" A wealth of information..."

"1169 And Counting is a wealth of information on our Republican past and present , and demonstrates how the Irish political landscape , like that of any nation, will never be a black and white issue..."

(From the ‘e-Thursday’ section of the ‘Business Week’ supplement of the ‘Irish Independent’ , 21st August 2008.)

IRISH BLOG AWARDS 2017 - we made it to the finalists page last year but never got to the stage :- ( 'cause not enough of ye feckers out there voted for us! So we're gonna give ya a second chance - the blog awards this year will be held on Thursday, October 5th (2017) in The Academy, Middle Abbey Street, in Dublin city centre, and we would appreciate if you could keep an eye here and give us a vote when ya can. Or else we'll get our 'Junior' to put up a pay wall and then ye will be sorry...!

Tuesday, November 30, 2004

IRELAND , JANUARY 15th , 1920 : ELECTIONS .......

....... Ireland , 1920 - local (ie Council) elections were about to be held (15th January that year) ; the British claimed that the victory secured by the Sinn Fein organisation in the 1918 General Election would not be repeated . The Rebels were confident it would be .......

The result of the 15th January 1920 local elections proved Westminster wrong - Sinn Fein won control of 11 out of 12 cities and boroughs , and the 'outlawed' (underground) Dail Eireann (32 County body) directed all local council's in Ireland to break their connection with the (British) Dublin Castle system of local administration and , within months , most of the local councils in the country were reporting to the Republican administration .

The only municipal council in all Ireland left under Unionist control was in Belfast ; out of 206 Councils elected on the island , 172 now had a Republican/Nationalist majority . In Cork , Tomas MacCurtain was elected 'Lord Mayor' ; an interesting 'tangent' here - Tomas MacCurtain Junior [ the son of the previously-mentioned Republican Lord Mayor] was as involved in Irish Republican activities as his father was .

In Cork one day (3rd January 1940) , Tomas Junior (Tomas Og) was jumped-on by a number of Free State Special Branch men , who had decided to 'arrest' him - he fought with them and , in the scuffle , a gunshot was fired . A Free State Detective , by the name of Roche , fell to the ground .......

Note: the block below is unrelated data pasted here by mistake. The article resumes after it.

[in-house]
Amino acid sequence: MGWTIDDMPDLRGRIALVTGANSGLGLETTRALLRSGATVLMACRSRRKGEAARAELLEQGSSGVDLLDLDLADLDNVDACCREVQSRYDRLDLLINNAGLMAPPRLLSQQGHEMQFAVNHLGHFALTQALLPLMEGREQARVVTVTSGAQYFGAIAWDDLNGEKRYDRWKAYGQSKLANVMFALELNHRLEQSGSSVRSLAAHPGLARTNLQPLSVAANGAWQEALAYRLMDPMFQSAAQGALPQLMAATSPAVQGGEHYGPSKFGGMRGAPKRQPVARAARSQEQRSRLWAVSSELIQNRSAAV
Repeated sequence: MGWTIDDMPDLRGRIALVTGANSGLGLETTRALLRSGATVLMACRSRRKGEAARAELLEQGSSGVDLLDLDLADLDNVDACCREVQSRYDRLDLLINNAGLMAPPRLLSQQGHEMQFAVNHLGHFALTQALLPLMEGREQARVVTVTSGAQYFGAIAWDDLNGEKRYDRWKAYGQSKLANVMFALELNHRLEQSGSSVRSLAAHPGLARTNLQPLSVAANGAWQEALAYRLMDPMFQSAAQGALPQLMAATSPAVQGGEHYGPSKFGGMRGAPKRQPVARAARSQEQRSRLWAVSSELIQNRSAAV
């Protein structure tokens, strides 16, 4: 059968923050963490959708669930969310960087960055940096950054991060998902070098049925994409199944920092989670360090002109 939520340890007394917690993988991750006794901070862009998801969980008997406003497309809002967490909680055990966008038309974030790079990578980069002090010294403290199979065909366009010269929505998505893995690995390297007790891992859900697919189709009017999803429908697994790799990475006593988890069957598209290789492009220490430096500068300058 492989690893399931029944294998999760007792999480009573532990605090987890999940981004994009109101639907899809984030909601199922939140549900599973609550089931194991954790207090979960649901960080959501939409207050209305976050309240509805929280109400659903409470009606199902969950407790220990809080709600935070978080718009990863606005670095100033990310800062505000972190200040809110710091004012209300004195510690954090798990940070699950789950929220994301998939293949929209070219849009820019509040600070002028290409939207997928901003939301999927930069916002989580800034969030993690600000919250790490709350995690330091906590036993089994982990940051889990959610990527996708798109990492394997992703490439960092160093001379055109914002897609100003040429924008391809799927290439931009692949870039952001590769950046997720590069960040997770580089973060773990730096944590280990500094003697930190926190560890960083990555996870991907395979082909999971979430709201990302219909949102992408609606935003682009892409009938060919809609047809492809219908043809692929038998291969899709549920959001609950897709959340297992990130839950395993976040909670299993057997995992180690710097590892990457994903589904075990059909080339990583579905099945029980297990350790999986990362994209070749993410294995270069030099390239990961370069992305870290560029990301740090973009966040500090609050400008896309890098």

By Vincent Browne .

First published in 'Magill' magazine , April 1982 , pages 4 and 5 .
Re-published here in 8 parts .
(1 of 8).

Nicky Kelly , of Arklow , County Wicklow , is currently serving a 12-year jail sentence in Portlaoise Prison for an offence he did not commit , the Sallins mail train robbery in March 1976 . He is likely to go on hunger strike in prison within the next few weeks in protest against his conviction and , given his current mental state , he is very likely to at least do himself very considerabe damage , if not actually starve himself to death .

We hope to be able to publish in Magill within the next few months , proof of Nicky Kelly's innocence by showing how a group with which he was not associated were responsible for the robbery , but at this stage we wish to highlight some of the disquieting features of the police enquiry and the judical conduct of the case .

We have published on a number of previous occasions the evidence of Garda ill-treatment which Nicky Kelly and his co-defendants , Osgur Breathnach and Brian McNally allegedly suffered .......


By Derek Dunne .
First published in 'Magill' magazine , October 1985 , pages 9,10 and 11.
Re-published here in 13 parts.
(3 of 13).

Currently , an extradition treaty between Britain and the US is the subject of Senate hearings ; should the treaty be passed , it will have significant repercussions for IRA men claiming political asylum for offences committed against the security forces in the North . The basic requirement in American extraditions - that a 'prima facie' case exists - does not extend to the Extradition Act 1965 .

Absolutely no evidence need be shown to link the accused to the crime ; this glaring anomaly became particularly apparent earlier this year following the extradition of John Patrick Quinn to London . Quinn walked free from Horseferry Magistrates Court in London when all the charges for which he had been extradited were dismissed . The Director of Public Prosecutions in Britain immediately went into the High Court looking for what is known as a 'Voluntary Bill of Indictment'.

That 'Bill' would have allowed John Patrick Quinn to be put on trial in the Old Bailey . It was granted , and detectives rushed to arrest Quinn , and alerted all air and sea ports . They were ten minutes late : Quinn was already on a plane back to Dublin and thereafter to his home in Ballina .

The story of how John Patrick Quinn came to have the charges dismissed against him paints a picture of extraordinary bungling on the part of the British police .......